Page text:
Church of the Assumption Restored by Conrad Schmitt Studios

Photos by OC-Travel
One of the oldest and most beautiful altars in the American Midwest is the high altar of the church of the Assumption in downtown St. Paul, Minnesota.  This phenomenal work of interior finishing should forever redound to the credit and honor of the first pioneer parishioners who created such a lasting work of destiny on the frontier.  The whole scene evokes deep spiritual emotion and recently was retouched and made to look shiny and new by Conrad Schmitt Studios.

The Assumption is a monumental church, founded by German emigrants who dreamed big dreams, left everything, flocked to the new frontier in search of work and found a new life, minus the beautiful churches of Europe.  The pastorship was placed under the care of the Order of St. Benedict with Benedictine monks from St. Vincent's Abbey in Pennsylvania who studied and knew well the tradition of church architecture and sought to re-create in the New World a church that would rival any new church in the See of Munich.  Coupled by grace and the human spirit amid a vibrant and burgeoning Catholic population, they got to work on building something great.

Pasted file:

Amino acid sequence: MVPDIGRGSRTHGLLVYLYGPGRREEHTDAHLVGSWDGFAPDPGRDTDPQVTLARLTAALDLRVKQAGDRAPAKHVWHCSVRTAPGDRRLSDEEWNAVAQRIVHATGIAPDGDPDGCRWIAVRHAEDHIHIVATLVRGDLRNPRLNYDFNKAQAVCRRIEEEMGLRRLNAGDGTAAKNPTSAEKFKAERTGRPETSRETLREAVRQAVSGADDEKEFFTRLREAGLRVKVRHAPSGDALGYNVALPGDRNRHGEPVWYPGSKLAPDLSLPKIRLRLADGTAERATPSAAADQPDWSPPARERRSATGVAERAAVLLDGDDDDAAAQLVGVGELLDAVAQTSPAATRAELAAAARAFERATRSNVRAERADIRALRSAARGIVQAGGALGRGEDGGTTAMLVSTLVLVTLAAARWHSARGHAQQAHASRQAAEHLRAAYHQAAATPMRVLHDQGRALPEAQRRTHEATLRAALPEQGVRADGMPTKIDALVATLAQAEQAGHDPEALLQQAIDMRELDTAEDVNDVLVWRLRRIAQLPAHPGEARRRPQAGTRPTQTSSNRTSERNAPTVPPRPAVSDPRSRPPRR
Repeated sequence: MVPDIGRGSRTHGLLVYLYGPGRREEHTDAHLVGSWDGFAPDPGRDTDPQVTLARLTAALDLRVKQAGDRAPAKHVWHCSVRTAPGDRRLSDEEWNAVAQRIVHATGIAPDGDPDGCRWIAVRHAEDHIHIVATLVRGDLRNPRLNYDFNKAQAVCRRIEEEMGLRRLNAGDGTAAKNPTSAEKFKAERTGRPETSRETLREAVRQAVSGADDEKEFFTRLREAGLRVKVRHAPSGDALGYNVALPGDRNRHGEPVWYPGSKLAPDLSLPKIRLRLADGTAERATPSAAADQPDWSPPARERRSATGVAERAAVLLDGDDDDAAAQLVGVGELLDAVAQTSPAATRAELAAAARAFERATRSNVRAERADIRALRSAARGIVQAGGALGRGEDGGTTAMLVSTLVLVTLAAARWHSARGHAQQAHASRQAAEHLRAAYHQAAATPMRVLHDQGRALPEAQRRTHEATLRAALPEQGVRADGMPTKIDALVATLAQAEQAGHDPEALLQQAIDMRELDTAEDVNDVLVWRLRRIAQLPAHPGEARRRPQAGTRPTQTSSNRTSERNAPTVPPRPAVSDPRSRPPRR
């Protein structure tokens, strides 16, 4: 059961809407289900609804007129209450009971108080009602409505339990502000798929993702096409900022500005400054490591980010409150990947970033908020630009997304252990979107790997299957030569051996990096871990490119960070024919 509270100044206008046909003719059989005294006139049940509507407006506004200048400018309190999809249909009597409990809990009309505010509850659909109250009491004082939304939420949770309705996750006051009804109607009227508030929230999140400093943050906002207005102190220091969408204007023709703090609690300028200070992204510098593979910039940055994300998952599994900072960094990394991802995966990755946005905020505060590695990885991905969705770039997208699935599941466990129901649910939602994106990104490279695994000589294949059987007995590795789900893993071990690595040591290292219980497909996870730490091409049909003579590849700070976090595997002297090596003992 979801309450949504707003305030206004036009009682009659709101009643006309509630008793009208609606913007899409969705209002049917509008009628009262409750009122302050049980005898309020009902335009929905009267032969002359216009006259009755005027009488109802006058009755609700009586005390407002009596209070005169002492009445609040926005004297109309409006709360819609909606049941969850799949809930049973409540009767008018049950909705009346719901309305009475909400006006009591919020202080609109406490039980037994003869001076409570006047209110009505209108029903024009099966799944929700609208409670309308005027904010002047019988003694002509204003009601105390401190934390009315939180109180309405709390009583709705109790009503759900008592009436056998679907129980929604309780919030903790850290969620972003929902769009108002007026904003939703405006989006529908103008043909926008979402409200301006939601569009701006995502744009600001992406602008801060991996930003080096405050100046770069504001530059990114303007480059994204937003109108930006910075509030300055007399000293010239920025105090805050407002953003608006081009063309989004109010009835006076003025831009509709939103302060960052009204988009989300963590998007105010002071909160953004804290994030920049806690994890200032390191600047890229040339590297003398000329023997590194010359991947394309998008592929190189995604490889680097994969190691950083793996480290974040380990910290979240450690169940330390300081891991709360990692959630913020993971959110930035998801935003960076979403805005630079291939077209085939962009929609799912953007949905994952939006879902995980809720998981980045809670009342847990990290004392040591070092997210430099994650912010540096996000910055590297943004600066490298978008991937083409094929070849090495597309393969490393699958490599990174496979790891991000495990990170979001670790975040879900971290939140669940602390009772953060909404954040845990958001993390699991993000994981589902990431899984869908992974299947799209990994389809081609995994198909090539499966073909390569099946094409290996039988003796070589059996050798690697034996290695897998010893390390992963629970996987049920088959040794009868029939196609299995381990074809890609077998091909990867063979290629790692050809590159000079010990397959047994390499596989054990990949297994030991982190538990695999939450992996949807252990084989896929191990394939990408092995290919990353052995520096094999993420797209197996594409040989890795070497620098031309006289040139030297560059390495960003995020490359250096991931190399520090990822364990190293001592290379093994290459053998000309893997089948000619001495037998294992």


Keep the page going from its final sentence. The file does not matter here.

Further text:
Designs for the present church were drawn up by the Munich architect Joseph Reidl who was the court architect to the ruling Wittelsbach family of Bavaria.  The marvelous plans were so ambitious the pastor soon had a nervous breakdown.  The design was based on Friedrich von Gärtner's famous Ludwigskirche in Munich that was completed in 1844.  Upon its completion, the Munich church quickly became a popular Romanesque model that strongly influenced other new church constructions in North America.  The result in St. Paul, Minnesota is a simplified version of German Romanesque Revival.  It is hard to believe the new church was considered somewhat severe at the time for being a bit too plain for Victorian tastes.  Within just a few years the Romanesque Revival style dominated both residential, commercial and much religious architecture from about the year 1880.  The characteristic motif is well-known - the round arch stands out, repeated in powerful array with carved, intricate floral patterns a common embellishment seen emanating from the altars.  The original parishioners were told they would bear the great burden of the building fund with comparative ease if each and every one did his part.  Their pastor told them this, while referencing the zealous rivalry displayed in all ages by Catholic generations as they built in the past mighty temples to heaven.   The cornerstone was laid in 1871.